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Just Because Mark Cuban Calls You A 'Fool,' Doesn't Mean He Won't Invest In Your Company

Vivian Giang
Mark Cuban and Chris Johnson hug on Shark Tank


Mark Cuban and Chris Johnson closing the deal on Shark Tank.

The word "no" doesn't mean no forever. It doesn't even mean no for 20 minutes on "Shark Tank."

In the latest episode of ABC's reality pitch show, billionaire investor Mark Cuban called entrepreneur Chris Johnson  "a fool," yet later decided to i nvest $300,000 in his business.

Johnson was after  an investment of $300,000 for a 10% equity stake in his company, Rapid Ramen Cooker, which produces s quare-shaped bowls that give ramen noodles stove-top taste  despite  being cooked in the microwave.

Johnson said he would use the money to manufacture his cookers, which cost $0.75 each to make and sell for $5.99.  

From the beginning, Cuban questioned the need for an actual cooker to make ramen noodles.  "You're drunk [when eating them] — it doesn't matter," the investor argued.

In three months, Johnson was able to get his cooker in over  2,500 stores, including Safeway, H-E-B, Winco, and Raley's, and brought in  over   $164,000 in sales. He predicted sales would hit  $2 million in the next year.

When Johnson said that he's so confident in the projected  growth of  his company that he wouldn't sell it for $3 million today,  Cuban said what no business owner wants to hear:  "You're a fool. I'm out."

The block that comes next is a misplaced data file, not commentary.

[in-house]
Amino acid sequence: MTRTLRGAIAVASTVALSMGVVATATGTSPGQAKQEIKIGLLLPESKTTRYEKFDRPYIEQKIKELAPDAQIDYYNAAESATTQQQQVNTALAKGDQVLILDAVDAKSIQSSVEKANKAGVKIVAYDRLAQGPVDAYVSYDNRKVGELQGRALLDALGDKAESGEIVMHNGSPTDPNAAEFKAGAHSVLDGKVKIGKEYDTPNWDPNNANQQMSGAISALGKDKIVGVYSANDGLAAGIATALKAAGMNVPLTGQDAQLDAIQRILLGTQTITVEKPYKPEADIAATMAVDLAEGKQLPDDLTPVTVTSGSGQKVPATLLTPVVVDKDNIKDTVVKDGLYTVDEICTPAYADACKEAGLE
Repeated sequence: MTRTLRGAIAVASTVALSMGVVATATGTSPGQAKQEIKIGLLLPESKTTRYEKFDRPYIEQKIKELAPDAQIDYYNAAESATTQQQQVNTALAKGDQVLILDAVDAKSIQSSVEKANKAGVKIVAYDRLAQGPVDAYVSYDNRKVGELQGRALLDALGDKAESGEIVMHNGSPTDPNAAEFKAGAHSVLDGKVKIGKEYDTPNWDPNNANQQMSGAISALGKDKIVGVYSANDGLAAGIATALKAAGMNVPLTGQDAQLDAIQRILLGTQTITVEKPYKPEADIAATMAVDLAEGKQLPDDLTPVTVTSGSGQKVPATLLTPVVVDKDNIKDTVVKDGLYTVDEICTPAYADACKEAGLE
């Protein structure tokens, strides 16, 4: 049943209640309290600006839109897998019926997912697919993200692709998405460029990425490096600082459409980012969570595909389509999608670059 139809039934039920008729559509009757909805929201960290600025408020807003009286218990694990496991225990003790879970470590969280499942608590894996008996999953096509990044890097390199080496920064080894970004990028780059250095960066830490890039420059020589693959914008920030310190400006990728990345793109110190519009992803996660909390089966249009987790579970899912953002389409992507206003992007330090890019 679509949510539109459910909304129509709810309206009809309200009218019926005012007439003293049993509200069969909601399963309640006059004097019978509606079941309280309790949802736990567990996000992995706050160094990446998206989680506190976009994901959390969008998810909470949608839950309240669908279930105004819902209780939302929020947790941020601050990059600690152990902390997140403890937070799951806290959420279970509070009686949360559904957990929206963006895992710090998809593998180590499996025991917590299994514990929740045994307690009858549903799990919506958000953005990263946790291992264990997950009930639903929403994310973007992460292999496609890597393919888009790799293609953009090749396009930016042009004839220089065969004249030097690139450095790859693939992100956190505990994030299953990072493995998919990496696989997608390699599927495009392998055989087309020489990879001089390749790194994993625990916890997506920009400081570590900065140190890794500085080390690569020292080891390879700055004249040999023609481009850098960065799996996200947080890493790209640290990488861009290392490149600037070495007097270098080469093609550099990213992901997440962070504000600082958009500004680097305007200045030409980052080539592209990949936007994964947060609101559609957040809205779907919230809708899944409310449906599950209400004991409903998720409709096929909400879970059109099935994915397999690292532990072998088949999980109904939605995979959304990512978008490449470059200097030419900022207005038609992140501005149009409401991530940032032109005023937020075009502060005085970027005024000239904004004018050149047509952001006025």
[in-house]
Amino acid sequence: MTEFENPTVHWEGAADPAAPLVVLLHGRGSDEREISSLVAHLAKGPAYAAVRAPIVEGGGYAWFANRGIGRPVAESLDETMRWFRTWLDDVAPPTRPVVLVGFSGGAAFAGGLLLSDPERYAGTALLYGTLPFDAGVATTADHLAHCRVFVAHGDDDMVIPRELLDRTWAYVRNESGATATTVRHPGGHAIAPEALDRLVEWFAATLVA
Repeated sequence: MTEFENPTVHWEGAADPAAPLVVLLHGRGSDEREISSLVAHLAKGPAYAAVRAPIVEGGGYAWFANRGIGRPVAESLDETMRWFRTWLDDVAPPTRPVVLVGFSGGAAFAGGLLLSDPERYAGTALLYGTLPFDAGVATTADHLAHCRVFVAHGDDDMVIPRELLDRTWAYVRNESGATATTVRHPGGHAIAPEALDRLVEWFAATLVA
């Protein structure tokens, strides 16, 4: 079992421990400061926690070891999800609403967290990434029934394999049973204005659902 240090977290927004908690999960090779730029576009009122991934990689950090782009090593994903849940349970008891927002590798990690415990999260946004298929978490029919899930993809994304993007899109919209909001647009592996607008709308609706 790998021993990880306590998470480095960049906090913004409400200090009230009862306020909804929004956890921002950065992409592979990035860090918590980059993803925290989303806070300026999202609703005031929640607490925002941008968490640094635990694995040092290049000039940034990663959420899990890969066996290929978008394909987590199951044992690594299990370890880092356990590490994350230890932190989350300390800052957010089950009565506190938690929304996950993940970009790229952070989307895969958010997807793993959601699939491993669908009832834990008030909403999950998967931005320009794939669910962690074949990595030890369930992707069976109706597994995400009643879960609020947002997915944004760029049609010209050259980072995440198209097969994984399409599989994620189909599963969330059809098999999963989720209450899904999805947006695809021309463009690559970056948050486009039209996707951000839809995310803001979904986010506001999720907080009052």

Sharks Kevin O'Leary   and Robert Herjavec decided to team up, offering the funding for a   25% stake plus $0.75  every time a Rapid Ramen is sold  until the investment is repaid. The royalty would then drop to $0.25 per unit.  

At this point,  Cuban jumped in and said he would provide Johnson with the $300,000  for 20% equity, but $150,000 of it would be in the  form of a loan.

Johnson counter-offered with 15% equity to a hesitant Cuban.

"You know I'm going to be the one grinding," Johnson said. "I'm going to be the one making it happen. I will outwork every single one of your entrepreneurs."

This was exactly what Cuban needed to hear. He accepted the offer.

The lesson here is to believe in your product, don't be afraid to negotiate, and even when someone says "no" to you, it doesn't mean you can't turn that "no" into a "yes."

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